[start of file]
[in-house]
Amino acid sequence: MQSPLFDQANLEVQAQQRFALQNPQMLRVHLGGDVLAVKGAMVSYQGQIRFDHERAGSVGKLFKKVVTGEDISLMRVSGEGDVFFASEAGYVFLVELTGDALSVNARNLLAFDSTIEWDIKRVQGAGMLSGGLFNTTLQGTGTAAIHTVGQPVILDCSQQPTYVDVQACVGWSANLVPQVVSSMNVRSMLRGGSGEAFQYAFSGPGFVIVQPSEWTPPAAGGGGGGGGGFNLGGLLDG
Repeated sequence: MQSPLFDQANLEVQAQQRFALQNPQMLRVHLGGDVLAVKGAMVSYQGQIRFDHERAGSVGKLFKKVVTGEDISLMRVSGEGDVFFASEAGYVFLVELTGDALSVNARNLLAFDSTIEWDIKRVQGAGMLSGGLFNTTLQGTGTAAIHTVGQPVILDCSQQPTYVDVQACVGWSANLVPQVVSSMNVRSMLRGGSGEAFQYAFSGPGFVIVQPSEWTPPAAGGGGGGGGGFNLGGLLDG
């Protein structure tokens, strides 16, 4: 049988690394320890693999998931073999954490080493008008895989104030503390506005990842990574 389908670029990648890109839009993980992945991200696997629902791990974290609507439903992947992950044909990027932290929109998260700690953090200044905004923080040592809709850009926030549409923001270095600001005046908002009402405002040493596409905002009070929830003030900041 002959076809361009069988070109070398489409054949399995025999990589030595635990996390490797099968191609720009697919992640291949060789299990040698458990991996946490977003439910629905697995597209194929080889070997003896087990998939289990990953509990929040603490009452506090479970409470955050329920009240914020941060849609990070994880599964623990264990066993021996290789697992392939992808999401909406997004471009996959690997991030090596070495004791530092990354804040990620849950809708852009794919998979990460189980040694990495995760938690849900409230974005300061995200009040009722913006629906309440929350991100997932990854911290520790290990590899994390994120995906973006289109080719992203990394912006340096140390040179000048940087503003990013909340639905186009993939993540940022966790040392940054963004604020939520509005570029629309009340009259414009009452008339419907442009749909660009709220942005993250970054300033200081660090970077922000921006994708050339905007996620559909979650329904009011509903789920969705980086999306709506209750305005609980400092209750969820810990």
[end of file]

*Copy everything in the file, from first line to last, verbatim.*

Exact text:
[in-house]
Amino acid sequence: MQSPLFDQANLEVQAQQRFALQNPQMLRVHLGGDVLAVKGAMVSYQGQIRFDHERAGSVGKLFKKVVTGEDISLMRVSGEGDVFFASEAGYVFLVELTGDALSVNARNLLAFDSTIEWDIKRVQGAGMLSGGLFNTTLQGTGTAAIHTVGQPVILDCSQQPTYVDVQACVGWSANLVPQVVSSMNVRSMLRGGSGEAFQYAFSGPGFVIVQPSEWTPPAAGGGGGGGGGFNLGGLLDG
Repeated sequence: MQSPLFDQANLEVQAQQRFALQNPQMLRVHLGGDVLAVKGAMVSYQGQIRFDHERAGSVGKLFKKVVTGEDISLMRVSGEGDVFFASEAGYVFLVELTGDALSVNARNLLAFDSTIEWDIKRVQGAGMLSGGLFNTTLQGTGTAAIHTVGQPVILDCSQQPTYVDVQACVGWSANLVPQVVSSMNVRSMLRGGSGEAFQYAFSGPGFVIVQPSEWTPPAAGGGGGGGGGFNLGGLLDG
């Protein structure tokens, strides 16, 4: 049988690394320890693999998931073999954490080493008008895989104030503390506005990842990574 389908670029990648890109839009993980992945991200696997629902791990974290609507439903992947992950044909990027932290929109998260700690953090200044905004923080040592809709850009926030549409923001270095600001005046908002009402405002040493596409905002009070929830003030900041 002959076809361009069988070109070398489409054949399995025999990589030595635990996390490797099968191609720009697919992640291949060789299990040698458990991996946490977003439910629905697995597209194929080889070997003896087990998939289990990953509990929040603490009452506090479970409470955050329920009240914020941060849609990070994880599964623990264990066993021996290789697992392939992808999401909406997004471009996959690997991030090596070495004791530092990354804040990620849950809708852009794919998979990460189980040694990495995760938690849900409230974005300061995200009040009722913006629906309440929350991100997932990854911290520790290990590899994390994120995906973006289109080719992203990394912006340096140390040179000048940087503003990013909340639905186009993939993540940022966790040392940054963004604020939520509005570029629309009340009259414009009452008339419907442009749909660009709220942005993250970054300033200081660090970077922000921006994708050339905007996620559909979650329904009011509903789920969705980086999306709506209750305005609980400092209750969820810990």